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U.S. Court Put Brake on Tariffs on Steel Imported from S. Korea
Not Benefiting from Electricity Price
U.S. Court Put Brake on Tariffs on Steel Imported from S. Korea
  • By lsh
  • December 18, 2017, 00:30
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The US trade court ruled that the price of Korea’s industrial electricity price is not a special favor for the price of Korean steels.
The US trade court ruled that the price of Korea’s industrial electricity price is not a special favor for the price of Korean steels.

 

The U.S. Court of International Trade (CIT) ruled, on December 15 (local time), that South Korea’s industrial electricity price does not benefit as a subsidy in the lawsuit which Maverick Tube Corporation and the U.S. Department of Commerce filed against Seah Steel in October this year.

This is the first time that not the U.S. administration but a U.S. court ruled so. Earlier, the Department of Commerce imposed countervailing and anti-dumping duties on South Korean steelmakers, claiming that steel imported from South Korea benefited from the industrial electricity price as a subsidy. However, the court ruling put a brake on the imposition of such duties and the disputes between the two countries in the steel industry are likely to enter a new phase.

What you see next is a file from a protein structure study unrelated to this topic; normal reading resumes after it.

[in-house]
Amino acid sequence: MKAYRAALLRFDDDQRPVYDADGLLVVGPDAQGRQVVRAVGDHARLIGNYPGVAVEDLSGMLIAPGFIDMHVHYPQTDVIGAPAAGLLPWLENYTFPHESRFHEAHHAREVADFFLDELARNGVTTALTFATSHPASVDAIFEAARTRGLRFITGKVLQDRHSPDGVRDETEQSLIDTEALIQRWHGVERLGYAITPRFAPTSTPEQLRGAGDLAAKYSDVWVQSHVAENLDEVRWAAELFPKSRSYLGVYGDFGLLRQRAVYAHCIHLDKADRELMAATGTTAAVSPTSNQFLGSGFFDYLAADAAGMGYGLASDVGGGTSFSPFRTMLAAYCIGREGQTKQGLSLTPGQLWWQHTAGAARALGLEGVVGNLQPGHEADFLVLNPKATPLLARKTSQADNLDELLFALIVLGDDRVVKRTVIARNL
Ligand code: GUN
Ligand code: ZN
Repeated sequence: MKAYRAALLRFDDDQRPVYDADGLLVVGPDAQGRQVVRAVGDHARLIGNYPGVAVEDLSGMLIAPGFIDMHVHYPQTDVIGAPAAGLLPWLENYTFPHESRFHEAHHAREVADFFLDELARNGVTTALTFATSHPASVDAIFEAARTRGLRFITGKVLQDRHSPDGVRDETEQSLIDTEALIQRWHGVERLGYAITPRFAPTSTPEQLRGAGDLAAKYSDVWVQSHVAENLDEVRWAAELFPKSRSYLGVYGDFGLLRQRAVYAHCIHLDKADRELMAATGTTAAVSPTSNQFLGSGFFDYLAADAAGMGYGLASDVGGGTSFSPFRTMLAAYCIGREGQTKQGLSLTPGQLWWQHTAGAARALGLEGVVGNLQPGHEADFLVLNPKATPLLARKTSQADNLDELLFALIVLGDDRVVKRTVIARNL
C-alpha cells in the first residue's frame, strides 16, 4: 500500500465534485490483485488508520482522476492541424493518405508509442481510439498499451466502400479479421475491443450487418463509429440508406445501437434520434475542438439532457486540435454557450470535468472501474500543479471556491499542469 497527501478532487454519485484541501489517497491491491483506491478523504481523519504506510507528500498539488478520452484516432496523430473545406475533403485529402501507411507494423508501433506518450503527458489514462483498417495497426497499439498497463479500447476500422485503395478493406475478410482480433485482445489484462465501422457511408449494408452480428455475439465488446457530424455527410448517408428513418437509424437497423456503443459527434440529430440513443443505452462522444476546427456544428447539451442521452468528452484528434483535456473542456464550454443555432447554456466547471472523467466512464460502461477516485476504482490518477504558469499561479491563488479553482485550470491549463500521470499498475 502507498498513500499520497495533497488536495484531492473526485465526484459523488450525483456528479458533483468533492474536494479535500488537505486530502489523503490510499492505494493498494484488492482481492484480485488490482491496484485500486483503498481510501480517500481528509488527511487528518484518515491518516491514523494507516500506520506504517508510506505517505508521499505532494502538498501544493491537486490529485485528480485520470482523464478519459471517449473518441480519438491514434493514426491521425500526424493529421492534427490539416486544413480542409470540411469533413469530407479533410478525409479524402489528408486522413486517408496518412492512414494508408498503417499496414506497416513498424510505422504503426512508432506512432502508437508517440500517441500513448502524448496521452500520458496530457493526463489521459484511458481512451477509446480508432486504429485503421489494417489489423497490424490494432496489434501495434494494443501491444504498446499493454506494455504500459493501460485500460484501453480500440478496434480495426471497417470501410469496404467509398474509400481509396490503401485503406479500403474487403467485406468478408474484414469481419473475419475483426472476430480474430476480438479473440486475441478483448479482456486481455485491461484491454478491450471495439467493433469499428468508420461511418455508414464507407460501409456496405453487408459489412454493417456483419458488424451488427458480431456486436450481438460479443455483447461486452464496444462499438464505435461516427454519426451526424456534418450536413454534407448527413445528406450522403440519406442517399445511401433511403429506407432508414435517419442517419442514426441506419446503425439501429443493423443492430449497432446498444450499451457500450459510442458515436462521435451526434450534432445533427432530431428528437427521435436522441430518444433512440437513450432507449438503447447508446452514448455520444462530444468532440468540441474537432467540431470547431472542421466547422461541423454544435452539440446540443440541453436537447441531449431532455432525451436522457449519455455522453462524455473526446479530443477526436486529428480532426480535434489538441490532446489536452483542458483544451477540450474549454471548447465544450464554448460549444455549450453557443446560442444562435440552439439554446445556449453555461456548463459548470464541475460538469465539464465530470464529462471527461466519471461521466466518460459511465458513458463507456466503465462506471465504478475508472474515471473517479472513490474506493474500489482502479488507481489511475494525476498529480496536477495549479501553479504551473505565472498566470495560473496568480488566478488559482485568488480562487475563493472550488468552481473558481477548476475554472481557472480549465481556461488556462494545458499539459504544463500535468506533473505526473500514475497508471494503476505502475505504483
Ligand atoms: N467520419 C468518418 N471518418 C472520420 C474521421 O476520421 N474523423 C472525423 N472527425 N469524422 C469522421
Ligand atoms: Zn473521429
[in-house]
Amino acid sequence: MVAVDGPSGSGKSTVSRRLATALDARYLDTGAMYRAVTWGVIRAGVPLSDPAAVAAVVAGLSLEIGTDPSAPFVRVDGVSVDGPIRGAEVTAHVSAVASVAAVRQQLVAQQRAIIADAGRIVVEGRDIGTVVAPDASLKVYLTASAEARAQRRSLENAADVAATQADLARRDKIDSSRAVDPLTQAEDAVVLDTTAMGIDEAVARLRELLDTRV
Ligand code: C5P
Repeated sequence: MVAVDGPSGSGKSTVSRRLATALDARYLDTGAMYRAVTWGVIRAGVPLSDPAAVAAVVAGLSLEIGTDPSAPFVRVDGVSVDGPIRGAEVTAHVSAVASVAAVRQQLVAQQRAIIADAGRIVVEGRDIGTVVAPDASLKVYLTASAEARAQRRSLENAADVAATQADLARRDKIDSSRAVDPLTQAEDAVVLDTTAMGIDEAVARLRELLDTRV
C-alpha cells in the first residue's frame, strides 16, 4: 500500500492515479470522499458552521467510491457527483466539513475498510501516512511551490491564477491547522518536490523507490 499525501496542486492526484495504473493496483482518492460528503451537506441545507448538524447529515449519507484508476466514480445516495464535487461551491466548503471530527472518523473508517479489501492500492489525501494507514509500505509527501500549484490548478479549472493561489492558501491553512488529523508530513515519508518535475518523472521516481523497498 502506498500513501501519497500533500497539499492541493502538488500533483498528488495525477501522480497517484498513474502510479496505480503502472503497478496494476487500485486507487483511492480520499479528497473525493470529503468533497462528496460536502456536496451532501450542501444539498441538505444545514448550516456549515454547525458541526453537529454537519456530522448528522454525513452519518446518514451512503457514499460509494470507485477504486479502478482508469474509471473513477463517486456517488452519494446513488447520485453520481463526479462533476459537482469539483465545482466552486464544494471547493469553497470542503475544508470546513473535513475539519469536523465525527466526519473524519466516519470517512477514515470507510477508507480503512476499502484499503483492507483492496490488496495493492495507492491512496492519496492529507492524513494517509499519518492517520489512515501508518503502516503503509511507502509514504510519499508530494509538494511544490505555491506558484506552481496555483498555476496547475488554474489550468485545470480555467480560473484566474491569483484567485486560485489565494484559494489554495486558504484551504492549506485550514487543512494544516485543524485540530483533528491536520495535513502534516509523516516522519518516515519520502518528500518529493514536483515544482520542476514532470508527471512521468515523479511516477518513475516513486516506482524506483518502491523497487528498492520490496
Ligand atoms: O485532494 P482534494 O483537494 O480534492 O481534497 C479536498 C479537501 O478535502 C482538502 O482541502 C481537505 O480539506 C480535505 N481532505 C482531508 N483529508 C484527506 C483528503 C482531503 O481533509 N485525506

Two months ago, Maverick Tube Corporation claimed that Seah Steel produced and exported line pipes to the United States while benefiting from the electricity price determined by the Korea Electric Power Corporation (KEPCO) influenced by the South Korean government. In claiming so, Maverick Tube Corporation mentioned, as its substantial evidence, The Minjoo Party leader Choo Mi-ae’s remark in 2013 that the South Korean government sold electricity worth nine trillion won (US$8 billion) to 100 large South Korean corporations at a price below its production cost for 10 years. Maverick Tube Corporation urged the imposition of high-rate tariffs against the privilege that can be regarded as a subsidy and urged the Department of Commerce to apply the Adverse Facts Available (AFA) to counteract the KEPCO’s refusal to disclose its power generation costs. The Department of Commerce applied the AFA to POSCO in August last year to impose a duty of 60.93% and to some other South Korean steelmakers such as Nexteel in October this year to impose a duty of 46.37%.

However, the court ruled that the price is not a special favor. According to the court, the Department of Commerce conducted an investigation from January to December 2013 and the result of the investigation showed that the price determined by the KEPCO was based on a structure common to other power companies and a standard received from an independent external auditor.